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Achaete Scute Complex

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Herbert Chen – One of the best experts on this subject based on the ideXlab platform.

  • chrysin suppresses Achaete Scute Complex like 1 and alters the neuroendocrine phenotype of carcinoids
    Cancer Gene Therapy, 2015
    Co-Authors: Yash R Somnay, Herbert Chen, Barbara Zarebczan Dull, Jacob Eide, Renata Jaskulasztul
    Abstract:

    Carcinoids are neuroendocrine neoplasms that cause significant morbidity and mortality and for which few effective therapies are available. Given the recent identification of the anticancer flavonoid chrysin, we sought to investigate its therapeutic potential in carcinoids. Here we report chrysin’s ability to modulate the AchaeteScute Complex-like 1 (ASCL1), a neuroendocrine-specific transcription factor highly implicated in the malignant phenotype of carcinoids and other neuroendocrine cancers. Moreover, we elucidate the role of ASCL1 in carcinoid growth and bioactivity. Treatment of two carcinoid cell lines (BON and H727) with varying chrysin concentrations suppressed cell proliferation, while reducing expression of ASCL1 and the neuroendocrine biomarker chromogranin A (CgA), demonstrated by western blotting. Propidium iodide and phycoerythrin AnnexinV/7-aminoactinomycin D staining and sorting following chrysin treatment revealed S/G2 phase arrest and apoptosis, respectively. This was corroborated by chrysin-induced cleavage of caspase-3 and poly ADP-ribose polymerase and activation of p21Waf1/Cip1. Furthermore, direct ASCL1 knockdown with an ASCL1-specific small interfering RNA inhibited CgA and synaptophysin expression as well as carcinoid proliferation, while also reducing cyclin B1 and D1 and increasing p21Waf1/Cip1 and p27Kip1 expression, suggesting an arrest of the cell cycle. Collectively, these findings warrant the deliberation of targeted ASCL1 suppression by chrysin or other agents as a therapeutic approach for carcinoid management.

  • Hesperetin, a potential therapy for carcinoid cancer.
    American journal of surgery, 2011
    Co-Authors: Barbara Zarebczan, Muthusamy Kunnimalaiyaan, Scott N. Pinchot, Herbert Chen
    Abstract:

    Abstract Background The investigators’ laboratory has demonstrated that the Notch1 signaling pathway acts as a tumor suppressor in carcinoid tumors. The aim of this study was to examine hesperetin, a flavonoid, as a potential Notch1 activator and carcinoid tumor suppressor. Methods A high-throughput drug screen revealed hesperetin as a Notch1 activator. Human gastrointestinal carcinoid (BON) cell growth after hesperetin treatment was assessed with a 3-(4,5-dimethylthiazole-2-yl)-2,5-diphenyl tetrazolium bromide assay. Western blots were used to measure neuroendocrine tumor markers, human AchaeteScute Complex-like 1, and chromogranin A. Notch1 expression was measured using western blot analysis and real-time polymerase chain reaction. Results Hesperetin induced cell death in a dose-dependent manner and reduced AchaeteScute Complex-like 1 and chromogranin A expression, with a concomitant rise in Notch1 levels. It also induced Notch1 messenger ribonucleic acid, indicating regulation at the transcriptional level. Conclusion Hesperetin induces Notch1 expression in carcinoid cells, subsequently suppressing tumor cell proliferation and bioactive hormone production. This provides evidence for further study into hesperetin as a potential treatment for carcinoid cancer.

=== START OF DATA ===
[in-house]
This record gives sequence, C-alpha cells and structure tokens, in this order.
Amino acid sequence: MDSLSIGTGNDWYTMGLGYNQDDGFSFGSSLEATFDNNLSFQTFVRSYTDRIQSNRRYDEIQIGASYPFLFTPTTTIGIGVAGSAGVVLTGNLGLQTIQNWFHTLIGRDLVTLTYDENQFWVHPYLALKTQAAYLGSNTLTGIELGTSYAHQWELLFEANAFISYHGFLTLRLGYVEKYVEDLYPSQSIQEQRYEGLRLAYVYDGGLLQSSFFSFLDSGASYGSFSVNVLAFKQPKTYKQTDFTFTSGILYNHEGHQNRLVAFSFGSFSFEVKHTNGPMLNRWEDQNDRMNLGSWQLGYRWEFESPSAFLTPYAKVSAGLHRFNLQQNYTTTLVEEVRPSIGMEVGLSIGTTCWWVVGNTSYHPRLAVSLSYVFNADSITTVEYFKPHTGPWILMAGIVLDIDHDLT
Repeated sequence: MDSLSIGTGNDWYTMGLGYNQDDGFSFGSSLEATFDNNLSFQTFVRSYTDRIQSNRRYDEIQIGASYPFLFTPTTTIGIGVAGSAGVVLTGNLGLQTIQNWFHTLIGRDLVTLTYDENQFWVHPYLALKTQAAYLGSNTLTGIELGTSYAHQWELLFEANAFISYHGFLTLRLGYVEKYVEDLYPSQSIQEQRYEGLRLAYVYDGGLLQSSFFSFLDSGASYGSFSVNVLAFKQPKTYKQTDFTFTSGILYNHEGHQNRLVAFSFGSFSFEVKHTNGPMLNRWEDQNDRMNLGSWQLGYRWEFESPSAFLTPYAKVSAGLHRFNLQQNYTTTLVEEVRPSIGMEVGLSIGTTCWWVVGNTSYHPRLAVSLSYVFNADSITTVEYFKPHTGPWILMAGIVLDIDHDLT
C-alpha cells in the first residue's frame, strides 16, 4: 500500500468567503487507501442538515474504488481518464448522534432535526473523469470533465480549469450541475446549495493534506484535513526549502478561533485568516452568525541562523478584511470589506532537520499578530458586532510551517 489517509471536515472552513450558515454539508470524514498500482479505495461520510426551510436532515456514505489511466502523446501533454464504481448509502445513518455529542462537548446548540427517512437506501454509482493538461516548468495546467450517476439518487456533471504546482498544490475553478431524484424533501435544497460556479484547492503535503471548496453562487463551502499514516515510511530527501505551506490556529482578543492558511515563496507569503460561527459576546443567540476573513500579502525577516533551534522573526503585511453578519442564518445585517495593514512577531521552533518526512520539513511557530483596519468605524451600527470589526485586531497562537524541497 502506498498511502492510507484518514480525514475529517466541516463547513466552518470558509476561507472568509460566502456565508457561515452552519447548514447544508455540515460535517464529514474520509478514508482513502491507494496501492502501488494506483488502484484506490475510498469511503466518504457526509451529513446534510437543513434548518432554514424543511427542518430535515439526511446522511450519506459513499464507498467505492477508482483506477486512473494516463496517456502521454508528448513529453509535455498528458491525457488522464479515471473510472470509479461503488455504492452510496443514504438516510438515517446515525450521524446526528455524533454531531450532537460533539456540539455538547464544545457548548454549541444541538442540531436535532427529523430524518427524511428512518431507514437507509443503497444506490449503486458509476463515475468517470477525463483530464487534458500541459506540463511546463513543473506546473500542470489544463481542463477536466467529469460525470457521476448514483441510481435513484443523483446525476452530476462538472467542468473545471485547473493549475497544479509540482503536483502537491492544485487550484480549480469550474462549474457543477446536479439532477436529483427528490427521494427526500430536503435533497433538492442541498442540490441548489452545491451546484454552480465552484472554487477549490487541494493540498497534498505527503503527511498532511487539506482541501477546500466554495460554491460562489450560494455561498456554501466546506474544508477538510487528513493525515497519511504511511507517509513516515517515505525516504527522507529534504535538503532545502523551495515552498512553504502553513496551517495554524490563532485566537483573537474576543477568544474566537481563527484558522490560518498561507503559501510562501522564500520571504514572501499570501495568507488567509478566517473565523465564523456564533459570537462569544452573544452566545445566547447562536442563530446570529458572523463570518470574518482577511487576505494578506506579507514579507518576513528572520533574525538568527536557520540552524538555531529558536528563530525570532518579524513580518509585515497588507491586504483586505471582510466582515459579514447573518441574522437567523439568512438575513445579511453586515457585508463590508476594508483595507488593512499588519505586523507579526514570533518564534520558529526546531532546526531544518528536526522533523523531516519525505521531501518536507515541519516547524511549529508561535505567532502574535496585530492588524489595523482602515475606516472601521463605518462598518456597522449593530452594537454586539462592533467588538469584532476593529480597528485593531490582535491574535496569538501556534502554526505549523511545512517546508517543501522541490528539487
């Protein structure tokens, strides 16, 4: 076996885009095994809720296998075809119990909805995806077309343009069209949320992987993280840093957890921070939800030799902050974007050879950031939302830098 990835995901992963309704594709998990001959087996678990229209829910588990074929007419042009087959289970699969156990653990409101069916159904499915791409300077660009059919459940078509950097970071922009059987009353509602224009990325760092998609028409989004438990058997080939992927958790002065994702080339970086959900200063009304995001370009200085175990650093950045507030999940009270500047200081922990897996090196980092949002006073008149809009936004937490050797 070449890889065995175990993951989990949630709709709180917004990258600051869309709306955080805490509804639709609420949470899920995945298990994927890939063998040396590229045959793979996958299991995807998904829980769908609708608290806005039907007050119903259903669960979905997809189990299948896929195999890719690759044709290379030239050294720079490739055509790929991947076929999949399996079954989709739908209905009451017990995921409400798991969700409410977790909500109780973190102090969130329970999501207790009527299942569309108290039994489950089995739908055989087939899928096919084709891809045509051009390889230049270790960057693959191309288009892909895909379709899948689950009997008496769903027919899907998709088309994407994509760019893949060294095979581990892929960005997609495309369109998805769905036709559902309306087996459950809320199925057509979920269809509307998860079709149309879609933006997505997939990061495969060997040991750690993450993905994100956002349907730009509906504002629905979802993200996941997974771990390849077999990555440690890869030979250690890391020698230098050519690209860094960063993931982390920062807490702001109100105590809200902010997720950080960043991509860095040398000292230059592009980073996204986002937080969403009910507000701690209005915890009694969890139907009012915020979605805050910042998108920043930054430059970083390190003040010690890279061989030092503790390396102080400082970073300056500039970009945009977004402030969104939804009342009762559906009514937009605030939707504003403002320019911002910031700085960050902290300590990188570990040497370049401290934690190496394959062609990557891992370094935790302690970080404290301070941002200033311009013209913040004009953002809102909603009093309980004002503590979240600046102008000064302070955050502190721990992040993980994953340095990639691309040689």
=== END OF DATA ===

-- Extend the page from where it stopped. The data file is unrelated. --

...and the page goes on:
• Notch in the development of thyroid C-cells and the treatment of medullary thyroid cancer.
    American journal of translational research, 2010
    Co-Authors: Mackenzie R. Cook, Herbert Chen
    Abstract:

    The Notch pathway plays an important role in the normal development of neuroendocrine cells, including the calcitonin producing C-cells of the thyroid. This effect has been elucidated to be mediated through modulation of AchaeteScute Complex Like 1 (ASCL1), a transcription factor associated with poor prognosis in neuroendocrine cancer. Medullary thyroid cancer (MTC) is one of the neuroendocrine cancers derived from the thyroid C-cells. The Notch pathway has been shown to be inactive in MTC which may lead to altered expression of ASCL1. Artificial induction of Notch signaling in MTC cells can suppress ASCL1 expression, the cell growth as well as hormone secreting potential. Pharmacological activation of the Notch pathway also successfully suppresses the tumor growth in an animal model, which sheds light on the targeted therapy of Notch as a potential treatment for intractable MTC.

Pat Simpson – One of the best experts on this subject based on the ideXlab platform.

  • The AchaeteScute Complex in Diptera: patterns of noncoding sequence evolution
    Journal of evolutionary biology, 2015
    Co-Authors: Bárbara Negre, Pat Simpson
    Abstract:

    The AchaeteScute Complex (AS-C) has been a useful paradigm for the study of pattern formation and its evolution. AchaeteScute genes have duplicated and evolved distinct expression patterns during the evolution of cyclorraphous Diptera. Are the expression patterns in different species driven by conserved regulatory elements? If so, when did such regulatory elements arise? Here, we have sequenced most of the AS-C of the fly Calliphora vicina (including the genes Achaete, Scute and lethal of Scute) to compare noncoding sequences with known cis-regulatory sequences in Drosophila. The organization of the Complex is conserved with respect to Drosophila species. There are numerous small stretches of conserved noncoding sequence that, in spite of high sequence turnover, display binding sites for known transcription factors. Synteny of the blocks of conserved noncoding sequences is maintained suggesting not only conservation of the position of regulatory elements but also an origin prior to the divergence between these two species. We propose that some of these enhancers originated by duplication with their target genes.